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Lot 46: Oil Painting "Allegory of Autumn", by Johann Heiss around 1700
December 7, 2012
Berlin, GermanyLive Auction
Oil on canvas
Germany, around 1700
Johann Heiss (1640-1704) - German Baroque painter
Works by Johann Heiss fetch up to 71,000 Euros at international auctions
Variation of Heiss' well-known Allegories of the seasons
Comes with expertise by Dr. Peter Königfeld, the author of the monograph Der Maler Johann Heiss - Memmingen und Augsburg 1640-1704, Konrad, Weißenhorn 2001
Overall dimensions, framed: 122 x 101.5 cm
Johann Heiss, together with Johann Heinrich Schönfeld, counts among the most famous Baroque painters of Augsburg. For this painting, Heiss orientated himself towards a motif he had created once before, the "Allegory of Autumn" (today MAN SE, Augsburg plant). Thus, both paintings show a very similar, arcadian landscape, in which a party gather together under trees and pillars for a rich, rustic meal. The painting in the possession of MAN shows a horizontal format, whereas or painting here is in upright format through the high sky and densification of the group.The group in the foreground consists of scantily clad men, women and naked children. They are all occupied with the consumption of the fruits and drinks spread across a small table or the floor surrounding them. Under a protective cloth roof lays a nude beauty on her bed. In front of her, a man with goats' feet presents a melon in his raised right hand with his back turned towards the viewer. A vine tendril and a hide are hanging down his back from his shoulders. Almost singularly, his figure shifts the entire scene into mythological and allegorical themes. However, the female figure in the foreground, biting into a melon with relish, can also be interpreted as an allegory of taste. The background of the painting is dominated by a dark blue sky, in front of which heavy, grey clouds bank up. Contrary to the abundance that dominates the ground, the two trees on the left and right margins are almost bare and the one on the right is even broken off a little further up. Possibly, the trees are meant as a moral criticism towards the sumptuous, human world. A red cloth that blows in the wind and, through its arrangement of the folds and dark red colour, further emphasises the opulence of the feast, is draped over the tree on the left. Pillars of a Corinthian temple rise behind the naked tree. The painting symbolises the time of autumn as well as fertility. In mythology, the faun ensures fertility for humans and animals and often symbolises crude lewdness. The pomegranates in the foreground are also a symbol of fertility, as are the round, ripe melons. The composition of the painting is framed, as well as constantly held under tension by the trees and different cloths. The heads of the four figures standing or kneeling highest run in a gentle curve from one side to the other, creating a smooth transition from the high trees at the edge to the group sitting on the ground in the middle.The composition of this painting originates from Heiss' painting "Triumph of Summer", from 1676 (municipal museum Memmingen), where a smaller group is assembled on the left margin. Individual persons of this group doubtlessly functioned as models for the figures in our painting. Compositional similarities are displayed in the painting "Diana and Aktaion" (Ravensburg), which dates from 1701 wherefore a dating around this time seems realistic. The relatively dark colouring, from which only the woman dressed in white and red in the foreground and the faun stand out, also speaks for dating this painting to Heiss' late work.The painting is of appealing optical appearance with some restoration and touch-ups as well as visible craquelure. The canvas has been relined and the surface varnished. The rather recent frame is in good condition with minor traces of wear. The overall dimensions, framed, are 122 x 101.5 cm. The dimensions of the stretcher-frame are 109.5 x 88 cm. An expertise by Dr. Peter Königfeld, the author of the monographDerMaler Johann Heiss - Memmingen und Augsburg 1640-1704, Konrad, Weißenhorn 2001, is coming together with the painting.Johann Heiss (1640-1704)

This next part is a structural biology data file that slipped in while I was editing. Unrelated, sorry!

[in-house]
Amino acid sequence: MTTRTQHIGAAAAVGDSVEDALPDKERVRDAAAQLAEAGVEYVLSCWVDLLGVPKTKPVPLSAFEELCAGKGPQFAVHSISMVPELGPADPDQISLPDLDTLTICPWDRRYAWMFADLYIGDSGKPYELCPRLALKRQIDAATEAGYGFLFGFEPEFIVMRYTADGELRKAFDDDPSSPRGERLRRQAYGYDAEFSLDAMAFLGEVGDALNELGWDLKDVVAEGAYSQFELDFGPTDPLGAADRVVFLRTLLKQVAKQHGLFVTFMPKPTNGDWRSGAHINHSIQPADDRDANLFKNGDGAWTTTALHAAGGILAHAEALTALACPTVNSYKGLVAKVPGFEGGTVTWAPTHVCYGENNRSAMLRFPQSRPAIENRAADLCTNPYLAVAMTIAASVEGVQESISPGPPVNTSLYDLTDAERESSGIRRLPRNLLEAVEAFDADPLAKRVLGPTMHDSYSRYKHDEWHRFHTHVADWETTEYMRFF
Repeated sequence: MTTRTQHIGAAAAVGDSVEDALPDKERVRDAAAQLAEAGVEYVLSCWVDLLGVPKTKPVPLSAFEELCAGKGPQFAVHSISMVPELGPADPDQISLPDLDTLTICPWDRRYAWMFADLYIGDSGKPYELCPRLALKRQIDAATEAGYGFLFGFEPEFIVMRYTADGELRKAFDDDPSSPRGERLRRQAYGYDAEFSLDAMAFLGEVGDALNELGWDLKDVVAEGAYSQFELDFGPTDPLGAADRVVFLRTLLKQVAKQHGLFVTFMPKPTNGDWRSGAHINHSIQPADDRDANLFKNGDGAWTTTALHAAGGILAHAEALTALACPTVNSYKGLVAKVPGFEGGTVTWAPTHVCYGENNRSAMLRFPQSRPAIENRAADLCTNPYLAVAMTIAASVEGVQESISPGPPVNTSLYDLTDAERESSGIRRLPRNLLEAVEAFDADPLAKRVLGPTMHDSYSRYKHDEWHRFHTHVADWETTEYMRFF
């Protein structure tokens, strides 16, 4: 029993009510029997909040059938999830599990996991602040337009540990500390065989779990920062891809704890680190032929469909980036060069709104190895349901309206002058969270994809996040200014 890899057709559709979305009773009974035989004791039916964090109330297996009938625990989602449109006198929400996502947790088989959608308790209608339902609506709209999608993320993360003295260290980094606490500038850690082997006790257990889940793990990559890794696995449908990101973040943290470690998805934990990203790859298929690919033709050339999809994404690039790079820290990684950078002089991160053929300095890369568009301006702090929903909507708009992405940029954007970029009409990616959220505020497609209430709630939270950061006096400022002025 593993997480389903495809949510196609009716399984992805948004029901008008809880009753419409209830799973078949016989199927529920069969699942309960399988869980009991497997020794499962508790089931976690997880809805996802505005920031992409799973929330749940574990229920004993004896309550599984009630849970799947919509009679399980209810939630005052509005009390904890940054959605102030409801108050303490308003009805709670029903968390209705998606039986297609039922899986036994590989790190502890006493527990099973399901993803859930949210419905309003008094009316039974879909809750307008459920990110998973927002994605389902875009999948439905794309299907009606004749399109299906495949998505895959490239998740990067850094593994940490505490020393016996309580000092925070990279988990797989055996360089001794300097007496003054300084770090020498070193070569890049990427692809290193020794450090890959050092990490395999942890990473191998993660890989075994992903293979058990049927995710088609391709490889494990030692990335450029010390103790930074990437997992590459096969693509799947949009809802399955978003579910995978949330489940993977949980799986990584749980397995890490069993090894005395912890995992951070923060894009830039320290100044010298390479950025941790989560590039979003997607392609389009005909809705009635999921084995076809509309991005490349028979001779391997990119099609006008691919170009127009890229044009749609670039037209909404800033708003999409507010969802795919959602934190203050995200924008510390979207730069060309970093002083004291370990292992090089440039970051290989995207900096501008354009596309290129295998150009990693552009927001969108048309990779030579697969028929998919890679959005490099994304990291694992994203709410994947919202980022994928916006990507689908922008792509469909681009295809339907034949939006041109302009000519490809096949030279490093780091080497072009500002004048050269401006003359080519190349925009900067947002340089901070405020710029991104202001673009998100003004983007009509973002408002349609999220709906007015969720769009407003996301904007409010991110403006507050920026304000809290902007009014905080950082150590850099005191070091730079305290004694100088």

Johann Heiss was born 1640 in Memmingen and trained there by Hans Conrad Sichelbein and Johann Sichelbein. Between 1663 and 1664 he stood under the service of Duke Eberhard III of Württemberg and lived in Stuttgart. In 1677, however, he moved to Augsburg and was active there from then on. Today, his works can be viewed in various German museums as well as the Louvre in Paris, the Kunsthistorisches Museum in Vienna and the Hermitage in St. Petersburg.